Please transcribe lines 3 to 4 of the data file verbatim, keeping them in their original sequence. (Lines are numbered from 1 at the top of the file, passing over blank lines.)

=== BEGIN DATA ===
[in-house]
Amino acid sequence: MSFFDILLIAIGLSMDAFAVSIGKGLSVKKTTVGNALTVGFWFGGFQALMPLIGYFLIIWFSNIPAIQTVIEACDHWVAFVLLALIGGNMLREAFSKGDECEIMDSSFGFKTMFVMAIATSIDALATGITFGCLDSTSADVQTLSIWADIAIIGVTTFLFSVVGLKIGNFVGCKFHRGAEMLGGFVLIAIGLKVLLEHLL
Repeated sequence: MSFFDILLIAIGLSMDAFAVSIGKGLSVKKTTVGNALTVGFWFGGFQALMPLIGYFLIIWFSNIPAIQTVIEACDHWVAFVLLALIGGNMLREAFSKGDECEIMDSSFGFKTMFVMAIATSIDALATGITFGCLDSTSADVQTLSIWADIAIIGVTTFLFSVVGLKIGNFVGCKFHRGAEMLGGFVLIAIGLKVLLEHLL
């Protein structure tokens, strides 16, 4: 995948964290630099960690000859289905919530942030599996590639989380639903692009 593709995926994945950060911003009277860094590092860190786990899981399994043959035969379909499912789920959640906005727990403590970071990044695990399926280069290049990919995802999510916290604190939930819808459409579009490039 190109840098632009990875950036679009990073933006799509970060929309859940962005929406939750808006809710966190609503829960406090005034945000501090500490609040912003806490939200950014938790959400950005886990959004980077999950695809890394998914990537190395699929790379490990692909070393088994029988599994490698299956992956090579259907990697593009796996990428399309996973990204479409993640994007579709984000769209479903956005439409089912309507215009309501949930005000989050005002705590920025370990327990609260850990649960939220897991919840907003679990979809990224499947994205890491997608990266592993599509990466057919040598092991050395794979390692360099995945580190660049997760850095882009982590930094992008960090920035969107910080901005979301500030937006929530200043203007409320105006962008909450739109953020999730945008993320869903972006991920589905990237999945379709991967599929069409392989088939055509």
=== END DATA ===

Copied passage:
Repeated sequence: MSFFDILLIAIGLSMDAFAVSIGKGLSVKKTTVGNALTVGFWFGGFQALMPLIGYFLIIWFSNIPAIQTVIEACDHWVAFVLLALIGGNMLREAFSKGDECEIMDSSFGFKTMFVMAIATSIDALATGITFGCLDSTSADVQTLSIWADIAIIGVTTFLFSVVGLKIGNFVGCKFHRGAEMLGGFVLIAIGLKVLLEHLL
């Protein structure tokens, strides 16, 4: 995948964290630099960690000859289905919530942030599996590639989380639903692009 593709995926994945950060911003009277860094590092860190786990899981399994043959035969379909499912789920959640906005727990403590970071990044695990399926280069290049990919995802999510916290604190939930819808459409579009490039 190109840098632009990875950036679009990073933006799509970060929309859940962005929406939750808006809710966190609503829960406090005034945000501090500490609040912003806490939200950014938790959400950005886990959004980077999950695809890394998914990537190395699929790379490990692909070393088994029988599994490698299956992956090579259907990697593009796996990428399309996973990204479409993640994007579709984000769209479903956005439409089912309507215009309501949930005000989050005002705590920025370990327990609260850990649960939220897991919840907003679990979809990224499947994205890491997608990266592993599509990466057919040598092991050395794979390692360099995945580190660049997760850095882009982590930094992008960090920035969107910080901005979301500030937006929530200043203007409320105006962008909450739109953020999730945008993320869903972006991920589905990237999945379709991967599929069409392989088939055509």